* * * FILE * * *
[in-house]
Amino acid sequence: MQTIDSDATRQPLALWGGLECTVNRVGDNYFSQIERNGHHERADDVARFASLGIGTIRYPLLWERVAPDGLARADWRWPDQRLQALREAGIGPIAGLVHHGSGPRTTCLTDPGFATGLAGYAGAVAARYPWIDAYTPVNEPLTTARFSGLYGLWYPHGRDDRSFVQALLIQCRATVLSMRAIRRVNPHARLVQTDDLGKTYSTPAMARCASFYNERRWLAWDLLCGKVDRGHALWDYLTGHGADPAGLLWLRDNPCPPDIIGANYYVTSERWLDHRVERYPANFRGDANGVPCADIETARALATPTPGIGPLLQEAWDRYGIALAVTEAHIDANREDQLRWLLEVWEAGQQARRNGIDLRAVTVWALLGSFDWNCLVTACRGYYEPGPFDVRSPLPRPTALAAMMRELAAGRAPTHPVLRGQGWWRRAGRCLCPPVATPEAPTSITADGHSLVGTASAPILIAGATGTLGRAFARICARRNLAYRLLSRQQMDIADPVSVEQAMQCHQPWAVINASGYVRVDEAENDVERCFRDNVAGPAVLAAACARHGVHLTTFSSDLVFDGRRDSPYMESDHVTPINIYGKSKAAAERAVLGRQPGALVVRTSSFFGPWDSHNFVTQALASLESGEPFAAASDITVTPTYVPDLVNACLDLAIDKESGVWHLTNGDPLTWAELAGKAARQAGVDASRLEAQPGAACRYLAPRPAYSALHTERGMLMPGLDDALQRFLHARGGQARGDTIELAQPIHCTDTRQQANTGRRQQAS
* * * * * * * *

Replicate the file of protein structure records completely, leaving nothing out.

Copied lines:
[in-house]
Amino acid sequence: MQTIDSDATRQPLALWGGLECTVNRVGDNYFSQIERNGHHERADDVARFASLGIGTIRYPLLWERVAPDGLARADWRWPDQRLQALREAGIGPIAGLVHHGSGPRTTCLTDPGFATGLAGYAGAVAARYPWIDAYTPVNEPLTTARFSGLYGLWYPHGRDDRSFVQALLIQCRATVLSMRAIRRVNPHARLVQTDDLGKTYSTPAMARCASFYNERRWLAWDLLCGKVDRGHALWDYLTGHGADPAGLLWLRDNPCPPDIIGANYYVTSERWLDHRVERYPANFRGDANGVPCADIETARALATPTPGIGPLLQEAWDRYGIALAVTEAHIDANREDQLRWLLEVWEAGQQARRNGIDLRAVTVWALLGSFDWNCLVTACRGYYEPGPFDVRSPLPRPTALAAMMRELAAGRAPTHPVLRGQGWWRRAGRCLCPPVATPEAPTSITADGHSLVGTASAPILIAGATGTLGRAFARICARRNLAYRLLSRQQMDIADPVSVEQAMQCHQPWAVINASGYVRVDEAENDVERCFRDNVAGPAVLAAACARHGVHLTTFSSDLVFDGRRDSPYMESDHVTPINIYGKSKAAAERAVLGRQPGALVVRTSSFFGPWDSHNFVTQALASLESGEPFAAASDITVTPTYVPDLVNACLDLAIDKESGVWHLTNGDPLTWAELAGKAARQAGVDASRLEAQPGAACRYLAPRPAYSALHTERGMLMPGLDDALQRFLHARGGQARGDTIELAQPIHCTDTRQQANTGRRQQAS